Ronnie O'Sullivan was forced to find top gear by Barry Hawkins in the final of the Betfair World Championship on Sunday.
But the "Rocket" returns on Monday with a welcome 10-7 lead after the opening two sessions of their best-of-35 frame showdown here in Sheffield.
O'Sullivan, the defending champion, is going for a fifth world title having never lost a final in Sheffield. This latest attempt has come after the 37-year-old took a year away from the sport to try and deal with personal issues. He was installed as overwhelming favourite against the 34-year-old Hawkins, who, before this year, had never got past the last 16 in seven attempts.
Victory for Hawkins today would represent the biggest shock in a world final since Joe Johnson toppled Steve Davis, the six-time winner, 27 years ago. But the world No 14 knocked out world No 1 Mark Selby and the much-fancied Ding Junhui in earlier rounds – before seeing off Ricky Walden in the semi-finals.
And he showed that reaching the showpiece was no fluke by recovering after an early O'Sullivan onslaught in the first session.
O'Sullivan, ranked No 28 in the world after his 12 months off, rattled in early breaks of 74 and 92 as he went chasing the £250,000 first prize. But Hawkins rallied with runs of 88 and 81 to level before moving ahead at 3-2, meaning O'Sullivan was behind in a match for the first time at this year's event.
O'Sullivan took up the challenge and with breaks of 76, 113 and 100 brought his tally of centuries at the Crucible to 127 – equalling Stephen Hendry's record – to establish a 5-3 lead. He moved 7-5 up at the interval, but Hawkins hit back with runs of 83 and 133 to level matters and left an intriguing finish to the evening session.
Successive centuries – 103 and 106 – took O'Sullivan 9-7 ahead and then he pinched the last frame of the session to keep himself favourite to defend his crown.
Win or lose, O'Sullivan has threatened to quit again after this year's final. The four-time world champion has revealed his next step is likely to be building himself a career in property.
"My dream would probably be [to be] a property developer," said O'Sullivan. "I love Homes Under the Hammer. I've had a taste of it as well. I used to go around with a mate and we used to buy a lot of stuff.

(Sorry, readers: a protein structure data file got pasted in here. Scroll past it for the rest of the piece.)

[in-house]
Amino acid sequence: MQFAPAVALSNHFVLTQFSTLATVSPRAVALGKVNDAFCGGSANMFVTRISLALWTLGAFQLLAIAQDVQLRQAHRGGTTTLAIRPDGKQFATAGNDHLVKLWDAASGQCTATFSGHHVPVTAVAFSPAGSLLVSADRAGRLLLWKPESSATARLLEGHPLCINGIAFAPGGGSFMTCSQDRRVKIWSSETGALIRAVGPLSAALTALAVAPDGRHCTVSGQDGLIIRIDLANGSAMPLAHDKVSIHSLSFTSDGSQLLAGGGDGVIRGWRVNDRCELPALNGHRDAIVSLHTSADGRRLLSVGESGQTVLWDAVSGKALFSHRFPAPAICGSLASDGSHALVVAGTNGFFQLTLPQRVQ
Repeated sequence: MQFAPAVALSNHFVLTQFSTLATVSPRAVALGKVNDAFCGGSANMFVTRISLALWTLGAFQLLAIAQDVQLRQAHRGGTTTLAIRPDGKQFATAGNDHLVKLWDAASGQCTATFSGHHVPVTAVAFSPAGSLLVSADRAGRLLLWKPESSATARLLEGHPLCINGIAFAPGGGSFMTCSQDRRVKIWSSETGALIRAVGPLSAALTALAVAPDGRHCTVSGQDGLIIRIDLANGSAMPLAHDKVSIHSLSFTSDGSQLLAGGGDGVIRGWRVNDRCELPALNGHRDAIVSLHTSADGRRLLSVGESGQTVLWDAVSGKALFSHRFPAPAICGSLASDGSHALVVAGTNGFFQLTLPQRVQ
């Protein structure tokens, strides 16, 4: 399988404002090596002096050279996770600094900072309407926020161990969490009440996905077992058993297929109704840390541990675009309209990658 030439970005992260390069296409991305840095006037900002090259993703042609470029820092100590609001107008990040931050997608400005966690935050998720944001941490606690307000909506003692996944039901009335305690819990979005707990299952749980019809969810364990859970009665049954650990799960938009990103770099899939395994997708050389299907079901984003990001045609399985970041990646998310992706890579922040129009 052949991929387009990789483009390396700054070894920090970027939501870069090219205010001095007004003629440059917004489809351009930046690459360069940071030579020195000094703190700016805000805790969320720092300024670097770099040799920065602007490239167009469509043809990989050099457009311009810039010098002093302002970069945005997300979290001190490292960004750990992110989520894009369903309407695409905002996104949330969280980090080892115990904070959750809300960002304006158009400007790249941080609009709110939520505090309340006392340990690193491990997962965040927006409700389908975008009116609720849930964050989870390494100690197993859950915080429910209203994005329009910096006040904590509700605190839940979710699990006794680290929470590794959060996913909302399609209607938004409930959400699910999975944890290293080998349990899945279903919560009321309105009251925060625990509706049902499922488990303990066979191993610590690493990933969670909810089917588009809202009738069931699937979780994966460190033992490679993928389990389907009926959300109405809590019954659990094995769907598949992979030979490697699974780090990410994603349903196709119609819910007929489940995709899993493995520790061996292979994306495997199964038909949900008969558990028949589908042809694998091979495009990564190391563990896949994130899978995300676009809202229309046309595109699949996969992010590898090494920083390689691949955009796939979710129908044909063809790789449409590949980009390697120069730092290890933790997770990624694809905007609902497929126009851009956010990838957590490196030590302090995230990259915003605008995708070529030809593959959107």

"I used to get bored so he'd say, 'I'll teach you the property game', so I've got a rough idea about it. But snooker was my game so I couldn't get too involved."
O'Sullivan is a clear favourite to win this year's final. But despite wiping the floor with the field after a 12-month break, O'Sullivan is still making plans outside of the sport.
"I don't want to do something just for the money, for the celebrity status, like Big Brother or something like that," added O'Sullivan. "I love the show but putting myself through it, I couldn't do it.
"I've been to a couple of property auctions. My mate said to me: 'It's a good day out. We'll have a laugh.' I've never bought at one. Apparently Gary Neville goes to them. It was in London, a big one. It was out of my league. I don't know how he does it really, he must be doing all right for himself.
"I know that I need an outlet. Snooker's not going to go on forever and having that year out made me realise it was my job. But I don't want to find myself trapped in a sport that I know is going to end one day and find myself in the position that I was for the last 12 months.
"It was a bit of a reality check and that's why I'm thankful for what snooker has given to me. But I've got some good friends and they want to help me set myself up so that I don't have to rely on snooker so much."Reuse content